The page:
Failure to time a blood test around a woman’s cycle may render inaccurate hormone lab test results. One may find their hormone levels similar to a postmenopausal female even if still well within the premenopausal stage of life if the timing is off. For a healthy adult female with regular menstrual cycles, estrogen and progesterone blood test levels will be extremely low at the beginning of the follicular phase of one’s cycle. These hormones will often mimic that of a menopausal female despite functioning ovaries. Any testing done during this period of a woman’s cycle is useless. Although both men and women experience fluctuations in hormone levels throughout the day, week, and even months, more significant changes usually exist within a woman’s monthly cycle.
The Best Time for Female Hormone Blood Testing
As menstrual cycle timing is crucial related to female hormone blood testing, most premenopausal women will find labs to be at their most accurate state at days 19-21 of their monthly cycle. This period is when they are at their peak production of progesterone. As alluded to before, progesterone will be lower during other points of the cycle to even seemingly nonexistent during the follicular stage.
As many women supplement with progesterone, often for fertility purposes, one might ask how this would impact their choice in timing? If a woman is supplementing with medical progesterone, as it is usually only taken during the luteal phase of her cycle, which is when progesterone is sometimes only taken for fertility purposes; it is important to have blood work done at this point to view accurate results. As is with the woman who is not taking progesterone, we are merely attempting to test our hormone levels when progesterone is at its peak.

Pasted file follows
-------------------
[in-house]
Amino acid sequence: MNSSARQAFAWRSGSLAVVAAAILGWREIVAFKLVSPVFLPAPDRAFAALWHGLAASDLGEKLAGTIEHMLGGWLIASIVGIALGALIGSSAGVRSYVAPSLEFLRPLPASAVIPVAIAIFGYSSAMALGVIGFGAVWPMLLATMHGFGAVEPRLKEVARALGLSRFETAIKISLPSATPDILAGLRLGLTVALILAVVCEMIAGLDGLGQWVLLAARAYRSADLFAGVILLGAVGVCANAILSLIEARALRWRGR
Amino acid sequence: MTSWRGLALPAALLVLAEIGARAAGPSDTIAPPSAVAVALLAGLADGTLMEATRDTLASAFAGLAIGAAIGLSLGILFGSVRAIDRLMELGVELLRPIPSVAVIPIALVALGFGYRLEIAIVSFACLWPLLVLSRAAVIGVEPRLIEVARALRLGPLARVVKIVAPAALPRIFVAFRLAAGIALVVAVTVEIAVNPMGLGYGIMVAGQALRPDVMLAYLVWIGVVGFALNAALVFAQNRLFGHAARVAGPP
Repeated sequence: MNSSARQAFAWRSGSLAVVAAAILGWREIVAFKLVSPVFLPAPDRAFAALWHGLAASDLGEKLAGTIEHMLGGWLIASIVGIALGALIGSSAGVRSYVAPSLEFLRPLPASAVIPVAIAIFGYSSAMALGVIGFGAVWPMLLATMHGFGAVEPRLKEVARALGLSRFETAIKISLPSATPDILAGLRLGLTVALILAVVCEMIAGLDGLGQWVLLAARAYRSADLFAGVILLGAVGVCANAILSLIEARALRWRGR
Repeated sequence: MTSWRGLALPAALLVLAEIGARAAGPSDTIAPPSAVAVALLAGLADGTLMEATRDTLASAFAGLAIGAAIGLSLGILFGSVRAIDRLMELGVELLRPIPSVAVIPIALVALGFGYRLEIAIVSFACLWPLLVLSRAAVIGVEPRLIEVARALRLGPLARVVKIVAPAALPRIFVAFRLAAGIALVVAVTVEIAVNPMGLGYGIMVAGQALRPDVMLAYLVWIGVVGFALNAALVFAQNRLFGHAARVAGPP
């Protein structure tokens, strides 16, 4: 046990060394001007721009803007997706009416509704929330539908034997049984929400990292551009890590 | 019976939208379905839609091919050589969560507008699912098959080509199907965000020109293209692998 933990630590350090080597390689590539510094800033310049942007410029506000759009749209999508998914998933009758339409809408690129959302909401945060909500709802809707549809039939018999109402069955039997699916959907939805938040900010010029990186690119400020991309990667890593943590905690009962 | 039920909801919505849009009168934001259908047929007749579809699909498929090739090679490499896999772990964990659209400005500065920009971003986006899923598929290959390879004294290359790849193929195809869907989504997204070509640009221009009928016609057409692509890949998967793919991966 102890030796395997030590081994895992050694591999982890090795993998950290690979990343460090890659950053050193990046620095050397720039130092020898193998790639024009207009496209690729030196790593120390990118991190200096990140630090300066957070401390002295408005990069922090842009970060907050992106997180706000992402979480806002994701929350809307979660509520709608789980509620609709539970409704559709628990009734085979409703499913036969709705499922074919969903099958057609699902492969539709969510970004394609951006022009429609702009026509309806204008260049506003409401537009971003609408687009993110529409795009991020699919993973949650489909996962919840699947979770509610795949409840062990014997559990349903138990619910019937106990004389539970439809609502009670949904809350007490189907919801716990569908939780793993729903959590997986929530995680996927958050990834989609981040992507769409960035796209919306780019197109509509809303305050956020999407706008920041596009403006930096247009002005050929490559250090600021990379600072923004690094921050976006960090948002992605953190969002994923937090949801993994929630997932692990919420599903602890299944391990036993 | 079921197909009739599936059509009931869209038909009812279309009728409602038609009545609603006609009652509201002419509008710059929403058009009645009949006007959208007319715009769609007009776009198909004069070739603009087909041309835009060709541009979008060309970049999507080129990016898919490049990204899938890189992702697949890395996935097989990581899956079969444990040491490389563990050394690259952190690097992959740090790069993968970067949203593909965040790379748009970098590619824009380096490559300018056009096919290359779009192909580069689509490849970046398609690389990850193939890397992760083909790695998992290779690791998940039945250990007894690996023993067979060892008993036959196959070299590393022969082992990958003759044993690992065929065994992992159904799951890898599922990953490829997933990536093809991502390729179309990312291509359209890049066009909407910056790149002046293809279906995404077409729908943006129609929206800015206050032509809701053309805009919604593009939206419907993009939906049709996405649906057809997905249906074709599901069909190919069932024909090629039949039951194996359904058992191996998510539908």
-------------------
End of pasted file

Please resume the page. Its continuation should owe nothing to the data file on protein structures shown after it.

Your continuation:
It is important to note that some doctors prescribe testosterone for hormonal imbalances in women. However, suppose a low dose of progesterone does not accompany this exogenous testosterone. In that case, the testosterone treatment may negate the benefits of HRT since a therapeutic-created form of estrogen dominance will affect the quality of life. The introduction of a low dose of progesterone will help normalize the whole hormone gambit within the woman’s body, thereby producing measurable results that can help her reach optimal health should treatments need adjustment.